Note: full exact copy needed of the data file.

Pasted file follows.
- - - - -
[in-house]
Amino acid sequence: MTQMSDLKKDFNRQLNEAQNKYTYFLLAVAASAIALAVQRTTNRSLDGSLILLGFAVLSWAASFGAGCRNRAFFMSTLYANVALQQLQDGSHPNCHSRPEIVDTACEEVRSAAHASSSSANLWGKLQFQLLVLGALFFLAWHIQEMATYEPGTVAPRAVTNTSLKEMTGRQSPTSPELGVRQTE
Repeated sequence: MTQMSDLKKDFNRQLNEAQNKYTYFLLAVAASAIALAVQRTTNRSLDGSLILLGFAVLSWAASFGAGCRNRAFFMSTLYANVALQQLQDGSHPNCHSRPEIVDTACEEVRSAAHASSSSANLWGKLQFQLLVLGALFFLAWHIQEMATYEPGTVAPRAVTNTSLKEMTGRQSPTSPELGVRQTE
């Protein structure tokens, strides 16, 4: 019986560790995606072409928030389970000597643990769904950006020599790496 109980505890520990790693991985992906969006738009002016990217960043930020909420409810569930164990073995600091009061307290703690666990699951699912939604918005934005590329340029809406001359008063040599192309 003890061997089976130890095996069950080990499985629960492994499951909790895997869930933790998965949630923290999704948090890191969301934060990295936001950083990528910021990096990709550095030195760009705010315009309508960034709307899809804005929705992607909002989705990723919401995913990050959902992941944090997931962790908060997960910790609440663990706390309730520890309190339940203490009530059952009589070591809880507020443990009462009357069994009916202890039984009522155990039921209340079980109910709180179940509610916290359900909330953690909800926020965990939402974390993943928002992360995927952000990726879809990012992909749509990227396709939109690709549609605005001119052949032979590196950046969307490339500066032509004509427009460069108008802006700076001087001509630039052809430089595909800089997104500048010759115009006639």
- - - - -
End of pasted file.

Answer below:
[in-house]
Amino acid sequence: MTQMSDLKKDFNRQLNEAQNKYTYFLLAVAASAIALAVQRTTNRSLDGSLILLGFAVLSWAASFGAGCRNRAFFMSTLYANVALQQLQDGSHPNCHSRPEIVDTACEEVRSAAHASSSSANLWGKLQFQLLVLGALFFLAWHIQEMATYEPGTVAPRAVTNTSLKEMTGRQSPTSPELGVRQTE
Repeated sequence: MTQMSDLKKDFNRQLNEAQNKYTYFLLAVAASAIALAVQRTTNRSLDGSLILLGFAVLSWAASFGAGCRNRAFFMSTLYANVALQQLQDGSHPNCHSRPEIVDTACEEVRSAAHASSSSANLWGKLQFQLLVLGALFFLAWHIQEMATYEPGTVAPRAVTNTSLKEMTGRQSPTSPELGVRQTE
């Protein structure tokens, strides 16, 4: 019986560790995606072409928030389970000597643990769904950006020599790496 109980505890520990790693991985992906969006738009002016990217960043930020909420409810569930164990073995600091009061307290703690666990699951699912939604918005934005590329340029809406001359008063040599192309 003890061997089976130890095996069950080990499985629960492994499951909790895997869930933790998965949630923290999704948090890191969301934060990295936001950083990528910021990096990709550095030195760009705010315009309508960034709307899809804005929705992607909002989705990723919401995913990050959902992941944090997931962790908060997960910790609440663990706390309730520890309190339940203490009530059952009589070591809880507020443990009462009357069994009916202890039984009522155990039921209340079980109910709180179940509610916290359900909330953690909800926020965990939402974390993943928002992360995927952000990726879809990012992909749509990227396709939109690709549609605005001119052949032979590196950046969307490339500066032509004509427009460069108008802006700076001087001509630039052809430089595909800089997104500048010759115009006639």